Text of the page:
Speak Up

I am a relatively quiet person. I say relatively because when I think of a Quiet Person I always think of my grandfather, who could go hours in your company without saying a word, and who spoke so softly (and so compellingly) that you had to lean in to catch the gravity of his words.

This is not the first time I’ve been driven to write about being a quiet person, or of Daddy Earl as the epitome of the Quiet Person. Several months ago I wrote a (yes, slightly bitter) post about the difficulties of being an introvert in conversations. In recent reflection, I think maybe I have put too much of the onus of my quietness (quietude?) on the bold. Because, yeah, I’m timid. I hold back my ideas and divulge them at a decibel too low to be heard by anybody other than the person next to me, or the person who has kindly tuned into my frequency.

Would it help me if the talkers and the bold asked me for my thoughts and ideas? Definitely. Is that their responsibility? No.

It’s my responsibility to speak up if I feel I have something worthy to contribute. The problem is, sometimes I just don’t know how. It seems too monumental an effort to speak loudly enough to be heard over the talkers, to be seen among the tall people.

My ideas might get rejected, y’know?

I have boundless ideas but they’re not always good ones. So, just in case, I’ll hold back. Someone else will have a good idea.

Surely I’m not the only one with this struggle. Will you speak up about it?


8 thoughts on “Speak Up

  1. I’m like this, too! God’s teaching me to disagree in person with people (kindly and respectfully) instead of holding my tongue and unleashing my strong opinions on Philip or some other innocent friend I feel comfortable enough to tell my true thoughts to. Definitely understanding this whole “fear of man” thing more recently. The sin I most often commit is judging others (and yet wanting them to like me! It’s a weird friction of pride and vanity), so this has been a difficult area to obey.

    In regards to sharing thoughts and ideas during team meetings or something, God’s working on giving me thicker skin so that I as a person don’t feel rejected even if my idea ultimately is. Hard stuff.


    1. My dear Joanna,

      I would love it if you spoke up more in meetings! You have a perspective that’s different from the rest of the team’s and we need that. I always love hearing your ideas.


  2. Introverts often have highly valuable insight and ideas because of the fact that they think before they speak. I am an extrovert, and sometimes it takes me 3 hours of blabbing before something worthwhile comes out. I hugely value the input of my more introverted friends as I can depend on them for thought out insight.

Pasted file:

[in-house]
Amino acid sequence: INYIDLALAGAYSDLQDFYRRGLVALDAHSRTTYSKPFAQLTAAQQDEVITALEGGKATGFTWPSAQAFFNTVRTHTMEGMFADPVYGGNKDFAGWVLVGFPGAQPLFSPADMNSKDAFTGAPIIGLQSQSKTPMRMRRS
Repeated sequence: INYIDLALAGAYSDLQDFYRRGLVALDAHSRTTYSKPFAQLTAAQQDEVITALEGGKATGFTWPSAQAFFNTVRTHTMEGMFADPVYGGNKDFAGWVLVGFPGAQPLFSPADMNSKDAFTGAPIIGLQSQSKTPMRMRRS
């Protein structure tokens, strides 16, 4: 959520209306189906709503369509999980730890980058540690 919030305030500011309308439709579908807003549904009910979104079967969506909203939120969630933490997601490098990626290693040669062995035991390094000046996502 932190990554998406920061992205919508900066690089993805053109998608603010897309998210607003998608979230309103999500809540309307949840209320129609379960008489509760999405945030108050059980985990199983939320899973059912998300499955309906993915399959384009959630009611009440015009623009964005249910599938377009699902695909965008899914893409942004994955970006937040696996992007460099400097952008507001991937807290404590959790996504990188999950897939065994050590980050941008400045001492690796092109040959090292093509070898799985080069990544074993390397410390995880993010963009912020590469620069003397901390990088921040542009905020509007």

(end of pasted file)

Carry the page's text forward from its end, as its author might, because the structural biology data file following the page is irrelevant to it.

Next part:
You don’t have to have a fully formed idea to present it to a group, you’re not suggesting ‘the’ idea, just a contribution to a conversation. It’s okay to be wrong or not have the best idea, not every idea has to be ‘the best’, but what is important is learning how to contribute in a community and know that you are worthy to do so. Your worth is not defined by how valuable your ideas are. Don’t hold back, don’t fear rejection – every contribution is valuable and I’m sure you have a ton of interesting ideas that extroverts like me don’t even stop to consider. Introverts are fantastic!

    – Sian

  3. Thank you for this lovely post! I used to believe that the extroverts were the loudest because they had some secret that let them in on the cool things to say along with innate loud voices & quick minds. By the time I reached 40 I was exhausted of my 20 year acting gig as a “pseudo extrovert”. Self acceptance started to seep in when I discovered Elaine Aaron. A year ago I discovered the book that shifted my thinking enough to start a blog! http://www.quietrev.com
    It is time for introverts to take back their power & change the world, quietly! Who do you think got the world into the mess it is in today?

    By the way, I limit my time spent with extroverts & cherish my time with myself.

  4. I was like you when I was a lot younger. In class I felt too timid to raise my hand and answer the question ’cause I thought I was wrong. Then someone would answer the same and in my head I was screaming “Hey, that’s what I was gonna say!” Then I just practiced speaking up. It took all my energy (it still does). At first people didn’t want to listen to me because they weren’t used to me speaking up. As I practiced (because it was important that I don’t feel invisible anymore), I learned to use humor with my voice…then at least people would give me an eye-roll or something. Then they started to laugh. Then I got their attention…I had things to say. What made me just go for it was I was at the point of being too tired of feeling invisible… I had no choice but to change things. So…just go for it! practice. and who cares if you’re wrong. I bet you most of that stuff you’ll be right about. Or some of your ideas will change the world!

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